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New Jersey Film Festival 
Spring 2021

The Rutgers Film Co-op/New Jersey Media Arts Center, and the Rutgers University Program in Cinema Studies present the New Jersey Film Festival 
Spring 2021

The Spring Festival was scheduled to take place at Rutgers University in New Brunswick. Because of COVID-19, the university will not be having any public events on campus this spring, so the festival is virtual. It will take place on select Fridays, Saturdays and Sundays from Jan. 30 to Feb. 21, 2021.

Eventive is the festival provider. All the films will be available on VOD (Video On Demand) for 24 hours on their show date. There will also be special filmmaker introductions and question-and-answer sessions available for many of the films.

To buy tickets, visit https://watch.eventive.org/newjerseyfilmfestival2021

Admission is $12 general per screening. 
All films are subject to change.

New Jersey Film Festival
Rutgers Film Co-op/New Jersey Media Arts Center
Rutgers University Program in Cinema Studies
4170 Academic Building, 15 Seminary Place
New Brunswick
Phone: 848-932-8482
Email: NJMAC12@gmail.com NJMAC@aol.com

Website: www.njfilmfest.com


 The New Jersey Film Festival is funded and sponsored in part by The Rutgers Film Co-op/New Jersey Media Arts Center; The Rutgers University Program in Cinema Studies/School of Arts and Sciences; Middlesex County Board of Chosen Freeholders through a grant provided by New Jersey State Council on the Arts / Department of State, a Partner Agency of the National Endowment for the Arts; Rutgers University School of Arts and Sciences Honors Program; OVID/Icarus Films, The Rutgers University American Studies Department; Johnson & Johnson; Pro 8mm; WRSU; New Jersey Stage, The Home News Tribune; The Asbury Park Press; New Jersey Stage; New Brunswick City Market; The Rutgers University Office of Community Affairs; Design Ideas; Advanced Printing; Steven C. Schechter, Esq.; Share and Harris.

New Jersey Film Festivalsm Spring 2021

Saturday, January 30

The WBGO Story…Bright Moments from Newark to the World – Chris Daniel (Tinton Falls)
The documentary tells the story of how a group of urban leaders and community activists looking to make a positive change in Newark came together in the ’70s after the Newark riots to create WBGO, New Jersey’s first public radio station. It will tell how this small radio station owned by the Newark Board of Education was turned into a powerful cultural force heard throughout the northern Jersey/New York City region that now reaches millions of jazz listeners around the world. The documentary features interviews and stories from people who helped launch the station, including its founder, Bob Ottenhoff, and Mrs. Dorthaan Kirk (widow of the great multi-instrumentalist Rahsaan Roland Kirk), who was key in helping WBGO grow to where it is now. 2020; 55 min.

Sunday, January 31 
Super Shorts I

The Trouble With Angels – Sam Chegini (Qazvin, Iran)
The innate urge to reach out to a stranger, following a chance meeting in Monte Carlo. Combined with the monochrome memories of Wim Wenders’ Wings of Desire, where a moment of crisis is redefined by something magical. This beautiful animation features the music and likeness of Jakko M Jakszyk who is currently performing with King Crimson. 2020; 6 min.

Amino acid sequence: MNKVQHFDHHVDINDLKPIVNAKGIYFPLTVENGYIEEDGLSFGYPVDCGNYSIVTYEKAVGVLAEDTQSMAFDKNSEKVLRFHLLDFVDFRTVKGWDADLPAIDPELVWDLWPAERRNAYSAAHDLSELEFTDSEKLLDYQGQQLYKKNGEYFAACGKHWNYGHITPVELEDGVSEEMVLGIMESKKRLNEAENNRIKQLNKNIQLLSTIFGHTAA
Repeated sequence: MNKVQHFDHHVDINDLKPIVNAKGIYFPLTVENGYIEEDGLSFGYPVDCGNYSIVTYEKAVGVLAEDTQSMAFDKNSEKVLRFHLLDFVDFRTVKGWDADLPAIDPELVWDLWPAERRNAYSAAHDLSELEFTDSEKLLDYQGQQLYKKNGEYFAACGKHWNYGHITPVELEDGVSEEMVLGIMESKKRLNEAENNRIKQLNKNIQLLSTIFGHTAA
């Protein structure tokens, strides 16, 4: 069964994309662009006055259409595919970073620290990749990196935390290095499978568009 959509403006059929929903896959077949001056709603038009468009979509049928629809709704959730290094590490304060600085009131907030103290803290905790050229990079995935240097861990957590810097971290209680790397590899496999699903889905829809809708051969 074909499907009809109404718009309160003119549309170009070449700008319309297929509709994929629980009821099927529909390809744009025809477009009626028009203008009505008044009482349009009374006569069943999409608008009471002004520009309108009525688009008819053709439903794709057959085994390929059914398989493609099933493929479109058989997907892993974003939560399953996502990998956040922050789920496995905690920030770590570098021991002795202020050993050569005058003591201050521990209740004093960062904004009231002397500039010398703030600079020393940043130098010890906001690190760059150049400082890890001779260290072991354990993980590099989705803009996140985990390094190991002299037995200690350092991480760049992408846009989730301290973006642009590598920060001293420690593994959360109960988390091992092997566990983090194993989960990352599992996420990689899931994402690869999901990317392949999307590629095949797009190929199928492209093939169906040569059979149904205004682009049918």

Tides – Andre Silva (Wilmington, North Carolina)
Filmed at Masonboro Island, an undeveloped barrier island in southeastern North Carolina, Tides contemplates the liminal space between the modern technological world and that more ecological dimension we label as “nature” or “the environment.” 2020; 8 min.

The Fabric of You – Josephine Lohoar Self (Glasgow, Scotland)
Set in the Bronx, in the era of 1950s McCarthyism, everybody wants to look the same. Michael, a gay, 20-something-year-old mouse, hides his true identity while he works as a tailor. When Isaac enters the shop one day he offers the escapism and love Michael craves. In Michael’s confined apartment, he becomes tormented by the memories of Isaac’s tragic death. Michael’s memories and flashbacks are triggered when he notices Isaac’s jacket draped on the back of a chair. Haunted by the solace Isaac once offered, he struggles to come to terms with his loss. 2020; 11 min.

Haiku – Martin Gerigk (Krefeld, Germany)
Haiku is a symphonic audiovisual project for two Japanese performers, alternating percussion groups, soundscapes and rhythmicized video sequences. The film is an experimental approach to pay tribute to the extraordinary art of Japanese haiku poetry. In Japanese, subtitled. 2020; 17 min.

Gloria – Felipe Vellasco (São Paulo, Brazil)
Gloria is a revenge story which happens in a near possible future, in Cuba, where the economic embargo has ended and the country faces a fast social transformation. In this context, an old inveterate communist tries to resist his family’s ambitions and to deal with ghosts from the past. In Spanish, subtitled. 2020; 24 min.

Friday, February 5
Super Shorts II

Melancholia – Michael Amter (New York, New York)
A symbolic experiment contemplating the human condition’s struggle with mental health. 2020; 6 min.

A Clockwork Beta – Mr. Kaleidoscope (Kingston, New York)
A short portrait about artist Matthew Pleva. In his tiny workshop and showroom, Pleva creates illustrated narratives comprised of thousands of cross-hatched marks. He then painstakingly cuts out the drawings and mounts them on brass armatures, so that the drawn narrative becomes dimensional dioramas. in this short film he creates a Clockwork Orange Betamax tape. 2020; 6 min.

Flush Lou – Madison Stewart Leonard (Los Angeles, California)
A daughter, mother and grandmother mourn the loss of their beloved Lou Ackerly after he is accidentally cremated. 2020; 9 min.

I Make Good Sounds at Parties – Amanda Prager (Hollywood, California)
A lonely man attends a house party that grows nightmarishly surreal. 2020; 8 min.

Canis Major – Charli Brissey (Ann Arbor, Michigan)